Amsterdam's Open Markets
If you really want to stroll, you have to visit at least one (if not all) of the following open markets.  Of course, this is still a short list as there are many others to check out as well. If you enjoy vintage shopping (clothes, accessories, and housewares) and fresh produce (don't miss the freshly squeezed orange juice), this list is a good start.

  • Waterloopein - this market specializes in touristy items (mostly new) and very specific vintage items such as military gear (boots, jackets, pants, etc.).  There are also a large number of leather goods.
  • Albert Cuypmarkt - Did you lose your luggage?  If so, head here to find all forms of cheap under clothes and toiletries in addition to fresh snacks and produce. 
  • Noordermarkt - This large market offers an unbelieveable amount of vintage clothing, housewares, and art.  If you are looking for a unique piece to take home, spend most of your time looking here.  Fresh produce is also available.
  • Bloemenmarkt  - some might argue that locals do not shop here, however, flowers are flowers folks, and if you saw the selection of fresh flowers and bulbs, you would want to shop here too.  If you're hoping to take bulbs home with you, don't miss my tips.
  • Nieuwmarkt - If you're staying in Dam Square, this market is a short walk down Damstraat. I was glad to walk to this market and purchase fresh fruit for the refrigerator in my hotel room. To get there from Damstraat, turn left onto Klonveniersburgwal and keep walking.  The market will be on your right. 

Curious to know which market was my favorite? Hands down, Noordermarkt. Seriously.  I wish I brought an empty suitcase with me for all of the housewares and old prints I wanted to bring back.  Sigh.

Eating Like the Dutch
Yes, it's true that the Amsterdammers enjoy their Indonesian food - and if you feel compelled to enjoy the popular rijsttafel (ricetable), please do so.  However, there is absolutely nothing more authentic than eating raw herring.  That's right, lightly brined and served whole or sliced, you can enjoy this summer treat via kiosks located around town.  I decided to try it on a bun with onions and pickles.  It was awesome, and I ate one every single day.  If you enjoy fresh fish, don't pass this up.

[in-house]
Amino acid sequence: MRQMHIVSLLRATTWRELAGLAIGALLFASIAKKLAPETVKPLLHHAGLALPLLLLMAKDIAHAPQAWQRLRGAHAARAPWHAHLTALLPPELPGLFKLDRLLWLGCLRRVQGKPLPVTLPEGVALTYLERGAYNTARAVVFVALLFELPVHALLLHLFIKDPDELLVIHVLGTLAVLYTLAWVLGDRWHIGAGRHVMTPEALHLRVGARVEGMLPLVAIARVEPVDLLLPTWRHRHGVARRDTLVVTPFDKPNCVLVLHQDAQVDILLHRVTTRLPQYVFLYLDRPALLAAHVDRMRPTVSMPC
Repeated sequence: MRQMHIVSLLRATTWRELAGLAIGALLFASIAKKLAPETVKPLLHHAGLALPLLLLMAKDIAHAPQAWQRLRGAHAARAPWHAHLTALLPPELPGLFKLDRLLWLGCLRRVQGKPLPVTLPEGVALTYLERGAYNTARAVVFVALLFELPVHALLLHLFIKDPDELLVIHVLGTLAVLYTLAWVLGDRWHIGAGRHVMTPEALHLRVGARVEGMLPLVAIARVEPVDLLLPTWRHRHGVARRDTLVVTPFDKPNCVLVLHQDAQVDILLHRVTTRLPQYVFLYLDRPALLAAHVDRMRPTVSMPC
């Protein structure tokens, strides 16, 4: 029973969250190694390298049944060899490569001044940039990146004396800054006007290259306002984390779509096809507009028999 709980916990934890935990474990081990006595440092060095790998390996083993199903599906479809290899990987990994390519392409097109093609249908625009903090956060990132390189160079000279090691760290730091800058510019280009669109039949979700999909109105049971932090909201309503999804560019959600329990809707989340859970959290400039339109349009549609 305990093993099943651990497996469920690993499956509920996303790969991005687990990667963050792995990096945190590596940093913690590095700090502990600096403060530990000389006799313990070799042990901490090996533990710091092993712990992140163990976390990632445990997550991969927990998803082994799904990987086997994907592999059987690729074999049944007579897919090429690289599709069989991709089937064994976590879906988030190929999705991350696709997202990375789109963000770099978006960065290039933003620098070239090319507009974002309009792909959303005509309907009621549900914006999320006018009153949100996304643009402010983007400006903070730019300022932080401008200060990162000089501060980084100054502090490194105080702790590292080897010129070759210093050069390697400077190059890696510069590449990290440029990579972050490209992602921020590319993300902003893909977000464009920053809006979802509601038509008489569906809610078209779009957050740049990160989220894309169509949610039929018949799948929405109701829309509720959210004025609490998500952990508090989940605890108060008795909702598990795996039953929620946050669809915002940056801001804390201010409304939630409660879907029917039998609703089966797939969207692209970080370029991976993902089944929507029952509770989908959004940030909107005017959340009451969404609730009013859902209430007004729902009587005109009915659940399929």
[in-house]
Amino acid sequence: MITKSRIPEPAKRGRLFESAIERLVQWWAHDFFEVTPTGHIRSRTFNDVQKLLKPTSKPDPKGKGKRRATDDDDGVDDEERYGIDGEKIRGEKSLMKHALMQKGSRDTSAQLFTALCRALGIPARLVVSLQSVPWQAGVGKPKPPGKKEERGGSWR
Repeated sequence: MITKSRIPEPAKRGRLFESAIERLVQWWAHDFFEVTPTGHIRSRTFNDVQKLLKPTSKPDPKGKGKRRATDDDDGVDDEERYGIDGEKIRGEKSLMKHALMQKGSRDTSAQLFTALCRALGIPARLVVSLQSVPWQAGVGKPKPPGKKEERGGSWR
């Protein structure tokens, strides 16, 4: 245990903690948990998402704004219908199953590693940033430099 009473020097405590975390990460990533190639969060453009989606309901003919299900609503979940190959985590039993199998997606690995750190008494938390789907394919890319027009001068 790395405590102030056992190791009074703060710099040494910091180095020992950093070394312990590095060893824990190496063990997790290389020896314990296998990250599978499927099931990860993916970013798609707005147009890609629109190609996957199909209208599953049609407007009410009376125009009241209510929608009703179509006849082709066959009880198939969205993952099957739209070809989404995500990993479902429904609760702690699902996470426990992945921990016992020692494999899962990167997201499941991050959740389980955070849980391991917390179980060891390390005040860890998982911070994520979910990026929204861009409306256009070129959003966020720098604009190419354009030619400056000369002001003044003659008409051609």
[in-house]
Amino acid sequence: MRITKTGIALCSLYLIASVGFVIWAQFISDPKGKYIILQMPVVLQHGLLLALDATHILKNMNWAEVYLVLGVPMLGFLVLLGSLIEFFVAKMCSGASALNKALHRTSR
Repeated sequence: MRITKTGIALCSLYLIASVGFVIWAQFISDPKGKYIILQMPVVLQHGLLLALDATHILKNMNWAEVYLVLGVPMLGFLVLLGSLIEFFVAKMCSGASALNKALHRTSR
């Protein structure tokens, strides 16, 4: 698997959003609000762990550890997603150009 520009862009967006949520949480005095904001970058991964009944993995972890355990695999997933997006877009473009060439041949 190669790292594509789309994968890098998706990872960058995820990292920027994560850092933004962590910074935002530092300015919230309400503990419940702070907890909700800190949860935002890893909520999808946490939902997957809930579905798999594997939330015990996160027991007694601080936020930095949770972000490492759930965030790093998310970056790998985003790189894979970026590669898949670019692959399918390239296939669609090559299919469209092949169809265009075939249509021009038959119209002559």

Drinking Like the Dutch
You already know that this traveler appreciates craft beer, which means I had to find the best I could while in Amsterdam.  I certainly did.  Don't miss the chance to grab a seat at t'Arendsnest to try the best in Dutch craft beer.  Every beer I had was better than the last.  It was truly an experience, and I could not recommend a better place.

Picnicking at Vondelpark
We Bostonians love our parks, so it's impossible not to visit Amsterdam's Vondelpark.  With green, open spaces and a series of connected ponds, this peaceful park is the best place to rest your weary feet and enjoy a picnic.

As I mentioned in my previous post, enjoying a sit down dinner in Amsterdam most times requires a reservation.  If you're hoping to try Indonesian food and you don't make a reservation, you may not get the chance.   In addition, if you're looking to try Indonesian and not spend $40 euros on your meal, try take out.  There is a delicious a take-out restaurant near the park where you can choose small, medium, and large portions of dishes perfect for sharing.  I stumbled upon Ed's Indonesian Deli one evening and picked up a number of small samples perfect for enjoying in the park.  If you ask, they will heat all of the items for you.  Ed's in generally known only to local's, so consider this one of the best tips I can give you.  Ed's is located at 31 Alexsander Boersstraat, which runs along the southern side of Vondelpark.

Canal Tours
You simply cannot visit Amsterdam without taking a canal tour.  I read about canal tours from Boom Chicago, which in truth are not really tours, but more a local's insight into canal system's most enjoyable sights.  In addition, unlike other tour company's, Boom's boat is small allowing you to gain entry into smaller canals and neighborhoods.  More than anything, if you take a canal tour, do like the Amsterdammer's do and bring food, drinks, and a party attitude.  Most of all, enjoy the views and smile at passersby.